In other words, a district that had a fiscally responsible year last year, that didn’t do anything crazy or odd or unusual and just left everything alone when planning for this year– that district is still facing huge deficits in their current budgeting cycle, unrelated to any choices that they made in managing their own local district.

 

Funny, last time I looked, it was states that have the primary responsibility in their constitutions for maintaining a “thorough and efficiency” (or some variation thereof) system of public education. But the legislators are passing mandates that shift the burden to local districts and sitting by while public schools are closed.

 

Is this part of a plan to privatize public education? What do you think?

 

 

 

 

The “tax credit” program in Pennsylvania is a backdoor way of spending public money for children who enroll in private and religious schools.

What does the State Constitution say?

Pennsylvania Constitution Article III Section § 15.

Public school money not available to sectarian schools.

No money raised for the support of the public schools of the Commonwealth shall be appropriated to or used for the support of any sectarian school.

“Religious Freedom
Section 3.

“All men have a natural and indefeasible right to worship Almighty God according to the dictates of their own consciences; no man can of right be compelled to attend, erect or support any place of worship or to maintain any ministry against his consent; no human authority can, in any case whatever, control or interfere with the rights of conscience, and no preference shall ever be given by law to any religious establishments or modes of worship.”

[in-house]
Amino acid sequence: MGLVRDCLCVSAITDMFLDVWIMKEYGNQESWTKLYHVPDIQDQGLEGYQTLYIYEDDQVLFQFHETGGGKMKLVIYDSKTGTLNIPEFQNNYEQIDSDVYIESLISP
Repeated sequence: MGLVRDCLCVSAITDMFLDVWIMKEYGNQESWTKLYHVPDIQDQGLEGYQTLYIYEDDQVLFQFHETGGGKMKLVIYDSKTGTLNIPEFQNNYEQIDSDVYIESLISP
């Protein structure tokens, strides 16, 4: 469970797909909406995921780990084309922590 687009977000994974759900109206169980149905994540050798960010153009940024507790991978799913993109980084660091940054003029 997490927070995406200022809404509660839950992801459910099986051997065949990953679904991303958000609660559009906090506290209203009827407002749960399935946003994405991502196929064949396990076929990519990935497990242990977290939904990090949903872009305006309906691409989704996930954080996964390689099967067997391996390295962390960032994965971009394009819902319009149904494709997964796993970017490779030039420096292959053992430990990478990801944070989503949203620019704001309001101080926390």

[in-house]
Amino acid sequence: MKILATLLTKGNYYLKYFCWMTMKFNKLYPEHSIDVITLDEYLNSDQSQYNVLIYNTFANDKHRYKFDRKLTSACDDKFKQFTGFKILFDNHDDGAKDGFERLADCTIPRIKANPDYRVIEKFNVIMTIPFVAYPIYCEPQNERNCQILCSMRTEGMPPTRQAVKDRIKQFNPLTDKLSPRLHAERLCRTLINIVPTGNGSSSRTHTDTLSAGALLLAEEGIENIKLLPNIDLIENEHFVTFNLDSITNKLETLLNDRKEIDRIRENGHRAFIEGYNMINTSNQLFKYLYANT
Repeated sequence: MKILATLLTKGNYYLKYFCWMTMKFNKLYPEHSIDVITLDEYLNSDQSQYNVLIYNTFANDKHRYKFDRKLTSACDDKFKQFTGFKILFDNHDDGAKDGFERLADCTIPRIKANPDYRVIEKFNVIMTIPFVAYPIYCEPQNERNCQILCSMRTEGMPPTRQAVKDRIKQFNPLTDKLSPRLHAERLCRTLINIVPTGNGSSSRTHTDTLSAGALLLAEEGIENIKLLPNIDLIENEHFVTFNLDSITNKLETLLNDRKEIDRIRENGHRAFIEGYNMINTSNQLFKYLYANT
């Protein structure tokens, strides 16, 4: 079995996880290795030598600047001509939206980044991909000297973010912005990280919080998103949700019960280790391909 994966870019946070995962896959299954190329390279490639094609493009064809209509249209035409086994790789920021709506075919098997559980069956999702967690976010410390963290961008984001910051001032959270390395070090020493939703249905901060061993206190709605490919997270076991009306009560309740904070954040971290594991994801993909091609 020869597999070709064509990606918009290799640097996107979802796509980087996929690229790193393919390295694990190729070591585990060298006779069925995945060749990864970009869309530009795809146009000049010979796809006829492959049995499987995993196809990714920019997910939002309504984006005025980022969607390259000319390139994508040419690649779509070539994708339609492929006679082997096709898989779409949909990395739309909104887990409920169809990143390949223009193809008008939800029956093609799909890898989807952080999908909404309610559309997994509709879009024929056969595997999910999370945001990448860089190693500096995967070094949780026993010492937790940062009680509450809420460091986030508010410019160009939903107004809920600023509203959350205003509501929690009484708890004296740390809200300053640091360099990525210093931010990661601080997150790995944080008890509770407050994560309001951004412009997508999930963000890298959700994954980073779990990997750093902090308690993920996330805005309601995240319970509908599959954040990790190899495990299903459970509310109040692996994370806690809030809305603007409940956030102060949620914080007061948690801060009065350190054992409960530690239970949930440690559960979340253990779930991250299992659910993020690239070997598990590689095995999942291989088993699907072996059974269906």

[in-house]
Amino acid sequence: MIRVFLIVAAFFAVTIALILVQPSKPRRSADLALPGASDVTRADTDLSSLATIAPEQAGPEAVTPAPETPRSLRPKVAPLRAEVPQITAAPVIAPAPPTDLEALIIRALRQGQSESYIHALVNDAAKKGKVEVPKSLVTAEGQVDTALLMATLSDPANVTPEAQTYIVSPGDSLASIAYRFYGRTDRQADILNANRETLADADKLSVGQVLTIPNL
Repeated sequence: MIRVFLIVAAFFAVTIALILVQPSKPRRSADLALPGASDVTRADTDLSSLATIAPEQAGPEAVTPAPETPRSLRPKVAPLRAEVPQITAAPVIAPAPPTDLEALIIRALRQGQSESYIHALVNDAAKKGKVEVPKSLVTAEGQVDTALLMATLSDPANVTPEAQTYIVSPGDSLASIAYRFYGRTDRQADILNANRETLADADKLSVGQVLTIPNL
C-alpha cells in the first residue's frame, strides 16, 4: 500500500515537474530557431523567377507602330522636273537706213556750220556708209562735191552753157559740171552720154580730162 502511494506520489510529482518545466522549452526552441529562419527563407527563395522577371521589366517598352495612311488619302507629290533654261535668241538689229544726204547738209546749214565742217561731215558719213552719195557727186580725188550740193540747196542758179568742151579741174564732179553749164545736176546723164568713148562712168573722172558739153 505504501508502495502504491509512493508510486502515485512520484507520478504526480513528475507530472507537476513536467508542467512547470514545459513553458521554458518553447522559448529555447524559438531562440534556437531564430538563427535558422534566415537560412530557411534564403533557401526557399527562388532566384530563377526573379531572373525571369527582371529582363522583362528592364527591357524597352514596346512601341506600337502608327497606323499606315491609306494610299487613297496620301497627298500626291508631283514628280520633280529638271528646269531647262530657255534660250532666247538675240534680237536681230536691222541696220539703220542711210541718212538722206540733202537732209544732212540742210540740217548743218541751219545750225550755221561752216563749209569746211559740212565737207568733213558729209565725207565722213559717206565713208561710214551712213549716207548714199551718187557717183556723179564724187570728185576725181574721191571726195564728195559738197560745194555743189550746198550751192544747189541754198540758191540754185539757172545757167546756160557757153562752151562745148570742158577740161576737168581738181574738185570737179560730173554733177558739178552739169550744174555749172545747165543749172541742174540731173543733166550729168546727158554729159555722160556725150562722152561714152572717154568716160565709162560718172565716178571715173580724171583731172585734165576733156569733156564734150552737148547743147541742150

This latter provision has been cited by the state courts to prohibit public funding of religious schools.

Isn’t it funny how Republicans claim to be in favor of strict construction of the Constitution, except when they don’t?

Isn’t it funny how so many Republican state legislators belong to ALEC, which is trying to obliterate local school boards and local control.

Blogger Yinzercation has an excellent article explaining the negative effects of “tax credits” on public education.

“While our legislators are busy looking under their sofa cushions for spare change to fund the state budget, they might want to consider the $75 million that just walked out the front door. That’s how much the Education Improvement Tax Credit (EITC) program costs us taxpayers every year.

“The misnamed EITC program has nothing to do with educational improvement and everything to do with funneling what would have been state budget dollars into private schools, while increasing profits for corporations. Here’s how it works: corporations can get an EITC tax credit by contributing to a Scholarship Organization, which channels the money to private schools. The companies receive up to 90% of their contributions as a tax credit, worth up to $300,000 per year, and can get a federal tax write-off as well, making the program highly attractive.

“Not only do corporations get a tax write-off, but they also receive good publicity and increased access to legislators. For example, gas driller XTO Energy (now owned by Exxon) donated $650,000 over the past three years allowing it to stage ceremonies all over the state at the time when its fracking technique was coming under intense scrutiny. The New York Times reported last week that a state official credited XTO with going “ ‘above and beyond’ its duty” when “[i]n reality, as much as 90 percent of XTO’s donation was underwritten by taxpayers.” [unless otherwise noted, all quotes from New York Times, May 21, 2012]….”

“And there is no accountability for that $75 million. The Keystone Research Center analyzed the EITC’s K-12 component (the program also funds pre-K scholarships and ‘educational improvement organizations’ that work with public schools) and found that “schools benefiting from the EITC scholarships are not required to report on student progress or document school quality.” [Keystone Research Center report, April 7, 2011]

“In fact, the legislature outlawed any attempts to collect such information and the program is actually managed by the Department of Community and Economic Development – not the Department of Education.